On the other hand, in the second half of the 90s conversations were established between both countries in an endeavour to define the terms for the reimbursement of Algeria’s debt with Russia, inherited from loans granted by the Soviet Union. However no rapprochement of their respective positions was possible until the start of the following decade. The debt, therefore, constituted an obstacle in the development of relations between the two countries.
Under these conditions of rapprochement between Russia and Algeria, at the end of 2005 the Russian Minister of Foreign Affairs, Sergei Lavrov, visited Algeria and made a comprehensive proposal affecting several of the strategic sectors considered by both countries, although the reimbursement of the debt took priority on the discussion agenda. Of the US$4.7 billion, US$1 billion would be returned in cash and the rest compensated by the purchase of Russian armament. Specifically, each quantity of cash allocated toward the purchase of Russian armament would redeem the same volume of debt. The solution of the debt problem was therefore associated with a significant armament transaction. Furthermore, Lavrov suggested closer cooperation, one in which Russian petroleum companies could access the exploitation of Algerian deposits without the need for participation in assignment tenders.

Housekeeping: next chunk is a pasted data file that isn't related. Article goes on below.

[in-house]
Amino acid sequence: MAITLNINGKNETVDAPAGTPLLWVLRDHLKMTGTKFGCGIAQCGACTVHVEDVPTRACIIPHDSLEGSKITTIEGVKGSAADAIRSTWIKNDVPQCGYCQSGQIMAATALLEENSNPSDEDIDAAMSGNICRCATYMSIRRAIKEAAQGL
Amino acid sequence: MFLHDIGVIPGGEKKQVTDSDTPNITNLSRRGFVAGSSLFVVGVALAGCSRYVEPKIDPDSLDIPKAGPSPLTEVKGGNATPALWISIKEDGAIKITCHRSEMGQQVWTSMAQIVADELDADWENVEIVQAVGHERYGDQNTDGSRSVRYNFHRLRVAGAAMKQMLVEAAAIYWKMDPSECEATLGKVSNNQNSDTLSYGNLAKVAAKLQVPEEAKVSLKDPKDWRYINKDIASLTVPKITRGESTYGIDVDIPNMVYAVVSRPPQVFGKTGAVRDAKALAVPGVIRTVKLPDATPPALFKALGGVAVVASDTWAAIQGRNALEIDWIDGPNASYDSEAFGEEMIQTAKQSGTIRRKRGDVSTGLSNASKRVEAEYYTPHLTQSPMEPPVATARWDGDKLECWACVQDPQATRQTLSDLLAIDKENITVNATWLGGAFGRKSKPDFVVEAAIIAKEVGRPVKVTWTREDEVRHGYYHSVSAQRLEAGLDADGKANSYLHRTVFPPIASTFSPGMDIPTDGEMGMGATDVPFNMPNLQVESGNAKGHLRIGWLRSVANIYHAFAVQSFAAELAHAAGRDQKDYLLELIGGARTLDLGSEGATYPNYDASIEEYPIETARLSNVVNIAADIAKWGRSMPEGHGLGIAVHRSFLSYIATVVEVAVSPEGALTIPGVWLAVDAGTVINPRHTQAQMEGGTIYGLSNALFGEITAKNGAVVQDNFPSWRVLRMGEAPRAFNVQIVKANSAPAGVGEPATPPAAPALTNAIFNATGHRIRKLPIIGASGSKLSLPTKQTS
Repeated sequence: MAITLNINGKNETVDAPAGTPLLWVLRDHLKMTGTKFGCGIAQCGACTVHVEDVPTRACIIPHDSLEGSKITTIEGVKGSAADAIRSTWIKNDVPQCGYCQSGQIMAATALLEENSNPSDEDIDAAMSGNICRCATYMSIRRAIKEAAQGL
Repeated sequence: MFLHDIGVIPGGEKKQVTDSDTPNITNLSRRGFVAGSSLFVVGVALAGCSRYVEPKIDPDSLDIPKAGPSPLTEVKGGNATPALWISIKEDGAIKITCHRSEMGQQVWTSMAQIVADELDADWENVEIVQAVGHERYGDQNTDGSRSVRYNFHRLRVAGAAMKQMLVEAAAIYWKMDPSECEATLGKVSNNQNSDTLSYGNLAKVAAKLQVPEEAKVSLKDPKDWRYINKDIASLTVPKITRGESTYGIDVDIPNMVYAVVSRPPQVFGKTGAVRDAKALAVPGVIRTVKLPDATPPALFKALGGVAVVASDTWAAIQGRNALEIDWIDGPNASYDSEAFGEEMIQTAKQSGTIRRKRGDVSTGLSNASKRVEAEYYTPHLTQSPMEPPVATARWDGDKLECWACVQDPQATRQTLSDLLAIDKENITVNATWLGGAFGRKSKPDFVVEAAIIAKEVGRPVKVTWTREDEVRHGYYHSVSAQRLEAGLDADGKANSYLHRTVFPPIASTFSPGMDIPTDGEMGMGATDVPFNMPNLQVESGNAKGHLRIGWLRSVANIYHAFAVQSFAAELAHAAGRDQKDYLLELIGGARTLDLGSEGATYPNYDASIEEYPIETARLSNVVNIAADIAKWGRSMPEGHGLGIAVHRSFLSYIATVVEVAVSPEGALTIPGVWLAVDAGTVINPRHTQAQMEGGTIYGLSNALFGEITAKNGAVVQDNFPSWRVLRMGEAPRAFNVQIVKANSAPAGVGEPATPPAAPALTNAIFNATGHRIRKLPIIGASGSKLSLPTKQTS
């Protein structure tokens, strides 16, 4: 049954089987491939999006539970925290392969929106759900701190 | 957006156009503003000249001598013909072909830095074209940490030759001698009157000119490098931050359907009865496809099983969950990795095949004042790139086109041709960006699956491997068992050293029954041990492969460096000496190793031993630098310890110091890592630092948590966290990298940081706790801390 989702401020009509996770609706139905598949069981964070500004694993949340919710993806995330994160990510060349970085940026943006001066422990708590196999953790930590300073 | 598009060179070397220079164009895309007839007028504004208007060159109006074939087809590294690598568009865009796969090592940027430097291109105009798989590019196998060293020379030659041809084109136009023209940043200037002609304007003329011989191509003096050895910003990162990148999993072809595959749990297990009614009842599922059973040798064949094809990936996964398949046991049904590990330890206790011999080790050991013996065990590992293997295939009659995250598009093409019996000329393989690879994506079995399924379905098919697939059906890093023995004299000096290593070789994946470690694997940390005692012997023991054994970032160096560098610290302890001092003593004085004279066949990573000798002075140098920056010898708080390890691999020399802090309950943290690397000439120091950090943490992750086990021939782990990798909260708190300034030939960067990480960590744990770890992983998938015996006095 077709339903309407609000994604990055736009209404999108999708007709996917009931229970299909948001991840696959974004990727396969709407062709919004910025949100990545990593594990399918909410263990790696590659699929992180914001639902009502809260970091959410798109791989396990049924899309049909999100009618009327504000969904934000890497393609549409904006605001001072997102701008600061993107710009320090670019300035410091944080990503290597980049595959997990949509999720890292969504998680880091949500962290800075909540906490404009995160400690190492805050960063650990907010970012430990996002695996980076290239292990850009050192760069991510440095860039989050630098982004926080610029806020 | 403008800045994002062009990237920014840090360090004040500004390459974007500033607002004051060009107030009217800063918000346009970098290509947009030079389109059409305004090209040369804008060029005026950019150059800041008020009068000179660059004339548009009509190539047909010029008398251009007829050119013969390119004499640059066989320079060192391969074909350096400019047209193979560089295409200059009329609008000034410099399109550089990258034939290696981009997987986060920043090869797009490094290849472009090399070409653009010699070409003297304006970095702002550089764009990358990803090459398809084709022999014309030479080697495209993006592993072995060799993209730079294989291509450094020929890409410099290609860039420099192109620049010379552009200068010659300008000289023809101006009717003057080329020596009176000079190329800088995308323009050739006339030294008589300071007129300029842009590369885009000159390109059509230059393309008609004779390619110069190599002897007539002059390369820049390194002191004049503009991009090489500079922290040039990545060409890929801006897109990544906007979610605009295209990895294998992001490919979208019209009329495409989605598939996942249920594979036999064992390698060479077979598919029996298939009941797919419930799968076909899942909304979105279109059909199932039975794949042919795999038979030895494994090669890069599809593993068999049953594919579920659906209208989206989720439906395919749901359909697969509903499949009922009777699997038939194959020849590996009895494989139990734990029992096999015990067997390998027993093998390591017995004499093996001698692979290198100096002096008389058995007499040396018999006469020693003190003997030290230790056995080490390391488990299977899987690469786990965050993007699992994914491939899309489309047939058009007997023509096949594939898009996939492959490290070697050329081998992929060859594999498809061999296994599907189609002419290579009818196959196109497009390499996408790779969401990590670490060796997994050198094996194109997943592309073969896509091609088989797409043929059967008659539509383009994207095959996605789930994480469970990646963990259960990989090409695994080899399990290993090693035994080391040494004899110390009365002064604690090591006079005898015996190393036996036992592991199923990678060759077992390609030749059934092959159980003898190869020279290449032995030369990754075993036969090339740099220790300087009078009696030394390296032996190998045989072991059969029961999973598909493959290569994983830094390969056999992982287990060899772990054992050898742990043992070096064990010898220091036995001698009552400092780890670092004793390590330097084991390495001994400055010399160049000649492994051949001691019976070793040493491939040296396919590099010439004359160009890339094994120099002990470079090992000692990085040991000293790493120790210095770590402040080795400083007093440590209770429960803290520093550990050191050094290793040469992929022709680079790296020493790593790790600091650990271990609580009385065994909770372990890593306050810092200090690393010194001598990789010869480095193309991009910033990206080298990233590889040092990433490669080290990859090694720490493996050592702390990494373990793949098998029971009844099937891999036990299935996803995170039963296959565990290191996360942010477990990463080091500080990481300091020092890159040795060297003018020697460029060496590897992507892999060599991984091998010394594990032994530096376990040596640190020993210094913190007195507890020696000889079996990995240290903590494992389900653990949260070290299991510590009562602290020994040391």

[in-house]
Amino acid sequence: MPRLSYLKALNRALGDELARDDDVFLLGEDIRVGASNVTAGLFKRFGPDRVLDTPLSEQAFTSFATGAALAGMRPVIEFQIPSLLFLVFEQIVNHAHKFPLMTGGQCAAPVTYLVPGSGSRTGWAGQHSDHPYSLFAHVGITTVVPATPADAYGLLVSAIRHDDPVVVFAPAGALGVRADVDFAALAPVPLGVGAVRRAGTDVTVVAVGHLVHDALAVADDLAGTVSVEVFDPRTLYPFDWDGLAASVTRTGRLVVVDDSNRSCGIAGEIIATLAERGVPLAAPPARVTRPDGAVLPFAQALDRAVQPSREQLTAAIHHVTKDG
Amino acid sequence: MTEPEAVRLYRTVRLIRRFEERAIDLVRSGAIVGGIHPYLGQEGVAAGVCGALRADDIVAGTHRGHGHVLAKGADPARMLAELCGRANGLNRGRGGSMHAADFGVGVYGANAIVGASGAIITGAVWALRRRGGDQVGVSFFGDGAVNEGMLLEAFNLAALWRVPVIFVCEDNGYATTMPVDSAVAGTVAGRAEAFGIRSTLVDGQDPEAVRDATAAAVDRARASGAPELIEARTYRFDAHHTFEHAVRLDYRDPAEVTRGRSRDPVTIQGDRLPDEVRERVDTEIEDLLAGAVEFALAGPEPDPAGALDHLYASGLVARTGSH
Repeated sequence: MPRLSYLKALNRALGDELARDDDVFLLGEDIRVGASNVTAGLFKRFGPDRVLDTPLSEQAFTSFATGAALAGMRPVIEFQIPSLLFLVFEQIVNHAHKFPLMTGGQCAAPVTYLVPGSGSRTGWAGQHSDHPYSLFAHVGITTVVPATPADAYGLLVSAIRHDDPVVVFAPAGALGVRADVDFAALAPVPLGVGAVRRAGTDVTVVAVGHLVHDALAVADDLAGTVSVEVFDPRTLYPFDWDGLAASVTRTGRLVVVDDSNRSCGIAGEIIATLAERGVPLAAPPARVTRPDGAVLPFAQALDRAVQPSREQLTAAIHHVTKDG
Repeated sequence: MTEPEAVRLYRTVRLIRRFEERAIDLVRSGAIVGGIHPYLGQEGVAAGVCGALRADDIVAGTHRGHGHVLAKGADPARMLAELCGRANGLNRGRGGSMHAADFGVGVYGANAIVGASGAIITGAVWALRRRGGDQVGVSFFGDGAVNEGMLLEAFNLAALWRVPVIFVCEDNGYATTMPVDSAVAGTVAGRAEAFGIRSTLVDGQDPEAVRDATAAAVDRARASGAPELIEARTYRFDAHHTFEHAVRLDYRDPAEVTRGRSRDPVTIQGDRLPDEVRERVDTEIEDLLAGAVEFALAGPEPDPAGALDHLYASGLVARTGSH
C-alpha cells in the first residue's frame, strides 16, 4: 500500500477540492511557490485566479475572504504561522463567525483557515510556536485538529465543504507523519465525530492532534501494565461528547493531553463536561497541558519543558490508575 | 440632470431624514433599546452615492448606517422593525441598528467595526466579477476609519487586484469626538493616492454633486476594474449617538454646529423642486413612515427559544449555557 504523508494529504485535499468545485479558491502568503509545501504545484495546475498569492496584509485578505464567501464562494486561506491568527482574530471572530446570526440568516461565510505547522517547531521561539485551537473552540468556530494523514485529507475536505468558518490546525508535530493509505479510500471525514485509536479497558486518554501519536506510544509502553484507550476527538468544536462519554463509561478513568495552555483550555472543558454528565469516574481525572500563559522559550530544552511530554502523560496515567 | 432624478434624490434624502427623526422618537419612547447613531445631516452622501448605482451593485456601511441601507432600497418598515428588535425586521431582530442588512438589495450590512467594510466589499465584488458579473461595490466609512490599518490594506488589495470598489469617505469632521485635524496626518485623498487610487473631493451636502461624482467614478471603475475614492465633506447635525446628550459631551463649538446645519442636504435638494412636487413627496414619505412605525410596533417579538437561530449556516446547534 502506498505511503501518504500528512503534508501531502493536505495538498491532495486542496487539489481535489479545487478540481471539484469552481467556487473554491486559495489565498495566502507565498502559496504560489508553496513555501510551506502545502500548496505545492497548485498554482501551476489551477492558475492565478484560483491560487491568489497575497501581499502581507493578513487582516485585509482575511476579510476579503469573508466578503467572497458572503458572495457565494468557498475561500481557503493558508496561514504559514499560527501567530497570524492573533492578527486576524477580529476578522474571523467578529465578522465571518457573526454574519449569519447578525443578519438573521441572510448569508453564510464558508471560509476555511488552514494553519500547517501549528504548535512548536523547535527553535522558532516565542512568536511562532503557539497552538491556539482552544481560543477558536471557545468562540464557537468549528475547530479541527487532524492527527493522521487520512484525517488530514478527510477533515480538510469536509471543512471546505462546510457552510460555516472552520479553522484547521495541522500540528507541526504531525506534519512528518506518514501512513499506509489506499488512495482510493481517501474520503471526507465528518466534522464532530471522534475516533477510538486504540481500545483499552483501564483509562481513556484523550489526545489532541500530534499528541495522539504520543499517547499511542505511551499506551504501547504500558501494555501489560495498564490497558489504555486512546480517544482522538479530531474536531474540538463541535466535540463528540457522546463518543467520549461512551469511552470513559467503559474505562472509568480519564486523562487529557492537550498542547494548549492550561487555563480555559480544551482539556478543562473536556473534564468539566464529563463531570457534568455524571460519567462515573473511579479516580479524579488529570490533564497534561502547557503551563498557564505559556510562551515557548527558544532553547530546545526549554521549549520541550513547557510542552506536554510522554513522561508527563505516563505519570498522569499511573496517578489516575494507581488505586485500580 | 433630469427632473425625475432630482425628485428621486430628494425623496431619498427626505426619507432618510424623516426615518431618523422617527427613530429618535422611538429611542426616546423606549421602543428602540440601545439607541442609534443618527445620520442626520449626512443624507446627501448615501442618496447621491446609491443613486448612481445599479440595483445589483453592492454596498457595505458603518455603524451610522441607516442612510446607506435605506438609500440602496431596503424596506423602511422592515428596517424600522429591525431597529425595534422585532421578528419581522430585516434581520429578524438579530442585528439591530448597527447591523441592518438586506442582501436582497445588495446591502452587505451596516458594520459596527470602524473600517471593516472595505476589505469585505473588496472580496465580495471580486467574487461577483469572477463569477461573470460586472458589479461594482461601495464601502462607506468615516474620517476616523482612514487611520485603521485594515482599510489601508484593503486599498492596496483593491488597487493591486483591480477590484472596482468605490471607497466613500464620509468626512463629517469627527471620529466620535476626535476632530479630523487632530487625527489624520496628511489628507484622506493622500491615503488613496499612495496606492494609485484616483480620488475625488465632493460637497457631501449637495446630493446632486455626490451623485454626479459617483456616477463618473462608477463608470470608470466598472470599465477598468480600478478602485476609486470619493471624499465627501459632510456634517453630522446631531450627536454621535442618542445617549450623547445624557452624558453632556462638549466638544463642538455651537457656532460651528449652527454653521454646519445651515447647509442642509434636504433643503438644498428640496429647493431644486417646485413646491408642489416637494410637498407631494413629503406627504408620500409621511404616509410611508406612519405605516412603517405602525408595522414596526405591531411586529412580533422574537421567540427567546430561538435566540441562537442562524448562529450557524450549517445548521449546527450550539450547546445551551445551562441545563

As a result of the optimistic expectations for the development of the relations between both countries, two events worthy of mention took place early in 2006. First, early in 2006 and within the Russian Arab Business Council, Russia created a section specialising in Algeria. Mijail Gutseriev, Director of the private Russian petroleum company RussNeft, was designated as the Russian representative to the forum. Secondly and more importantly, an official visit by Vladimir Putin to Algeria was scheduled. This was of high political relevance, since for 30 years no high-ranking Russian-Soviet leader had visited Algeria, but also of high economic relevance, since plans called for the discussion of essential strategic problems such as the regulation of Algerian debt, the sale of armament and cooperation in the energy sector.